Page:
Home Video Hovel: Bushido Man: Seven Deadly Battles, by Mat Bradley-Tschirgi
Martial arts movies tend to have the same problem as Godzilla movies. The marketing promises non-stop action, but the actual films deliver reams upon reams of stilted exposition punctuated by two or three fights of middling quality. Bushido Man: Seven Deadly Battles takes an ingenious approach of delivering an action buffet interrupted with scenes of the hero eating a variety of meals to prepare for his battles. Despite the generic seriousness of the cover art, Bushido Man: Seven Deadly Battles is a hilarious film delivering zany comedic action scenes in the vein of Jackie Chan in his heyday (think Police Story more than Rush Hour) along with sumptuous noshing.
Mitsuki Koga (The Fast and the Furious: Tokyo Drift) stars as Toramaru, a man on a quest to gather scrolls from the enemies he defeats. As he learns the fighting styles of his opponents by consuming their favorite meals, he strives to return to his master Gensai, played by Yoshiyuki Yamaguchi (Sukiyaki Western Django). Secrets are revealed. Meals are eaten. Battles are won.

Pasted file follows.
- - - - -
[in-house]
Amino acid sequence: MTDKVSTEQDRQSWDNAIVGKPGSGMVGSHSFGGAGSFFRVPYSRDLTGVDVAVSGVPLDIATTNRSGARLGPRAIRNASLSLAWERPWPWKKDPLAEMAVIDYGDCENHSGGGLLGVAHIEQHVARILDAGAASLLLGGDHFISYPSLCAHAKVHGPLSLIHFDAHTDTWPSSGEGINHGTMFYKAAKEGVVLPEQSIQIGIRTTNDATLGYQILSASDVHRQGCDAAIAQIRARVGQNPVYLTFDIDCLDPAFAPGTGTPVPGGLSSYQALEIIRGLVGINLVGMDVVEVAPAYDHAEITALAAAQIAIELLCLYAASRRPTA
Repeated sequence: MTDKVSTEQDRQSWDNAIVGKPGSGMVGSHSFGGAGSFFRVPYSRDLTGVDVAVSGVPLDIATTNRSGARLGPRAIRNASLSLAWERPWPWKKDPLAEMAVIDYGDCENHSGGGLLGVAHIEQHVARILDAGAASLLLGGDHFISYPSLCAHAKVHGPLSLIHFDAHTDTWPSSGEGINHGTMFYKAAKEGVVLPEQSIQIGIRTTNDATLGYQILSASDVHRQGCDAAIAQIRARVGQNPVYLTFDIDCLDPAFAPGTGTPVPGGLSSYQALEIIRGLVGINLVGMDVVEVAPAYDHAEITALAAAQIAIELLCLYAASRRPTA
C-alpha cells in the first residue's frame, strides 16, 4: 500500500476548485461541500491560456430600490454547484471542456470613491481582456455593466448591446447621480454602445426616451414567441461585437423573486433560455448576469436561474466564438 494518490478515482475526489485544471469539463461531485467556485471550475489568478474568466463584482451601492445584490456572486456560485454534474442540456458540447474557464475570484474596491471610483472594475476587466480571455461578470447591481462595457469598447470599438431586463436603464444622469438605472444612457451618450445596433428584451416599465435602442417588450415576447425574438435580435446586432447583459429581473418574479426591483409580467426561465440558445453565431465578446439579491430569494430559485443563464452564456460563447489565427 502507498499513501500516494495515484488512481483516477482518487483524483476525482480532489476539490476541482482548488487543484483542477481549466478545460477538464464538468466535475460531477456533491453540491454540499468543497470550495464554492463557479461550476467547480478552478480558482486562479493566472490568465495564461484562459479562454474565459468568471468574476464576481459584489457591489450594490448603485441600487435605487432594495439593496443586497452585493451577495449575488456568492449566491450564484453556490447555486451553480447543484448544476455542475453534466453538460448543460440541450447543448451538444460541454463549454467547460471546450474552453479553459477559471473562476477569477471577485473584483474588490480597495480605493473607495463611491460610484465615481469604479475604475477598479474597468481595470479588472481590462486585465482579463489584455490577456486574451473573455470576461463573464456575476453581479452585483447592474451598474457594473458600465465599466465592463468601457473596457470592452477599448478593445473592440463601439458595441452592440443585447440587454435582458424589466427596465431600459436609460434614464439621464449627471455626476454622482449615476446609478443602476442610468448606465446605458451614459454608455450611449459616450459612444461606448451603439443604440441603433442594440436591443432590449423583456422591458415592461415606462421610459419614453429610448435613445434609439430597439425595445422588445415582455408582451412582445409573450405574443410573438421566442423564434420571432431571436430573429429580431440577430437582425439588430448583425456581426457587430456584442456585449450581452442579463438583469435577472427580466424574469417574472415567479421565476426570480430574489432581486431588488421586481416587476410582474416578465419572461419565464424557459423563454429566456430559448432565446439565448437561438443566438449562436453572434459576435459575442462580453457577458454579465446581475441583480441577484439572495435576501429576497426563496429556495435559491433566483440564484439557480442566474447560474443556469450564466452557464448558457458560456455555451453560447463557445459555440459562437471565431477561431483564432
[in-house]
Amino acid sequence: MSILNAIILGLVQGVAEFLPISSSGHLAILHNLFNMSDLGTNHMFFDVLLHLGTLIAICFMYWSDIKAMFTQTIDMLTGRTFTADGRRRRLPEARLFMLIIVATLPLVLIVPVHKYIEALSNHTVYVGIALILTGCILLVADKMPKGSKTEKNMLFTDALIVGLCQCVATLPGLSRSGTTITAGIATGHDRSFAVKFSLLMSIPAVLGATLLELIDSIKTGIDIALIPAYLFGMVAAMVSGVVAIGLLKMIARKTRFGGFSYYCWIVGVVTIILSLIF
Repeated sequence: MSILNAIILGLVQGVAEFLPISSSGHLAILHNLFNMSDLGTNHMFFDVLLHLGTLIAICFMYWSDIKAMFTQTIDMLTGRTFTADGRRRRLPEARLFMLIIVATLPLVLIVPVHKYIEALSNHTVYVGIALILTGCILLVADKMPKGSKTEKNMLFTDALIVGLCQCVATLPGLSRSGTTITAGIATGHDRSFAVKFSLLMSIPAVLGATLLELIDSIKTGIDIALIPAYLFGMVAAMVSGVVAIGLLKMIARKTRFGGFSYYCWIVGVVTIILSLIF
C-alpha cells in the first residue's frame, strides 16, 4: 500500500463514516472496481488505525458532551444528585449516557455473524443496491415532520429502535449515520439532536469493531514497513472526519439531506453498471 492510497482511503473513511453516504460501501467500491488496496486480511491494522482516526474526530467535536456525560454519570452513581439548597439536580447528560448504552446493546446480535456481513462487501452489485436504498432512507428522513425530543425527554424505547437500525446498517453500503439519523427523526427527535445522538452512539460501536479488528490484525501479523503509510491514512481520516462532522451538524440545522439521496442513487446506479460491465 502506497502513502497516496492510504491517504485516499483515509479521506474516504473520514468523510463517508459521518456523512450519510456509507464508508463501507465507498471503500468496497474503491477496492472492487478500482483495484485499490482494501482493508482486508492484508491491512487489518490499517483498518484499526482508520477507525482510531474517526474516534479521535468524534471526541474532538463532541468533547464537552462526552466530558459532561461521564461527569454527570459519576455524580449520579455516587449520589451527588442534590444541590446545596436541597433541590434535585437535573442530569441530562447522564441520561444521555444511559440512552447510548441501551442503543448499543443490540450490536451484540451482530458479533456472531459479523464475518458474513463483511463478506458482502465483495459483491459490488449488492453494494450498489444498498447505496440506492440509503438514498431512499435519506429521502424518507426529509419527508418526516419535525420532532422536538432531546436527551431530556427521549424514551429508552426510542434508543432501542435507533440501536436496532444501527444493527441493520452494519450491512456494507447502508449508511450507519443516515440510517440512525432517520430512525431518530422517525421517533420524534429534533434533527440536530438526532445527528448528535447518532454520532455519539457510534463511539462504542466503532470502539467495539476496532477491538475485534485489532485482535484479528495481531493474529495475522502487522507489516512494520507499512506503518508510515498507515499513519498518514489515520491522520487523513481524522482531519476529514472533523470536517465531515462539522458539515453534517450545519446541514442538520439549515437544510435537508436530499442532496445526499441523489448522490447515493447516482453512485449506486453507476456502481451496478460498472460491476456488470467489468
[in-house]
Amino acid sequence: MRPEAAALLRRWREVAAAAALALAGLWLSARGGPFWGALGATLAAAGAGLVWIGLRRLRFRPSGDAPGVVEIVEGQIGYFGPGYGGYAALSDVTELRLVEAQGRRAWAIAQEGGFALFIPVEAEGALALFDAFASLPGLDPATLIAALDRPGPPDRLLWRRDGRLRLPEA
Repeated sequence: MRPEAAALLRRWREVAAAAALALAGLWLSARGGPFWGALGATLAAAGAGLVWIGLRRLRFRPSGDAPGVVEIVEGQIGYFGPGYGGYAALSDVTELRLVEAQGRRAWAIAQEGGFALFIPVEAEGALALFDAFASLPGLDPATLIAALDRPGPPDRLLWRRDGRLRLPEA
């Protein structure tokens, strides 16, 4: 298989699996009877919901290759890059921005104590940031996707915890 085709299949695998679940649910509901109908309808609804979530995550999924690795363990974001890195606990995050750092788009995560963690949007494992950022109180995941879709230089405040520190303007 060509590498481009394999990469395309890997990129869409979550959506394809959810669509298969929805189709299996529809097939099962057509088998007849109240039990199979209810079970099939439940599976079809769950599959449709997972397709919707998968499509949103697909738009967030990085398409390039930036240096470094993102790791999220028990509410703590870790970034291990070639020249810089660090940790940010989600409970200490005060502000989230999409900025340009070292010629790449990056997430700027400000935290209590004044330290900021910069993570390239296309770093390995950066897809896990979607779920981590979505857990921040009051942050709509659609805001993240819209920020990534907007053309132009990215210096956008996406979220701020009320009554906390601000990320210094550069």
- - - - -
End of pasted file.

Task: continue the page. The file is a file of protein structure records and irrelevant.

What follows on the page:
Writer-director Takanori Tsujimoto (Red Tears) takes a daring approach with the structure of Bushido Man: Seven Deadly Battles. Most of the film is told in flashback as Toramaru regales Gensai with stories of the battles he has faced in his recent quest to acquire the scrolls containing the secrets of different fighting techniques. By having such a simple structure, we get to the fight scenes right away. There’s no clumsy backstory to each of the characters, just fight scenes that get loonier and loonier as the film progresses. One of the best sequences involves a fight where Toramaru has to use his sword against a gunslinger. The first attempt at this fight ends with our hero pissing himself, but by eating the gunslinger’s favorite meal once again and finishing every last carrot on the plate, he is able to defeat him on his second try.
Shot in a way where you can actually enjoy the fight choreography, the razor-sharp HD look of Bushido Man: Seven Deadly Battles really pops on this Blu-ray release. There are both the original Japanese and new English dubs available. The English dub plays things straight, which makes the humor of the fight scenes all the more effective. The lone special feature on the disc is a brief documentary on the screening of Bushido Man: Seven Deadly Battles at the 2013 Fantasia Fest Film Festival. It’s worth watching for the brief segment in which Mitsuki Koga and Kensuke Sonomura (not just an actor, but also a co-producer, action director, and co-editor of the film) spar in a tiny hotel room to practice for a routine they perform in front of a live crowd at Fantasia Fest.
Easily the best martial arts film in years, comedy or otherwise, Bushido Man: Seven Deadly Battles is a clean distillation of what an action film should be. Heavy on action and light on plot, Bushido Man: Seven Deadly Battles goes down easy. Sometimes, that’s all you need.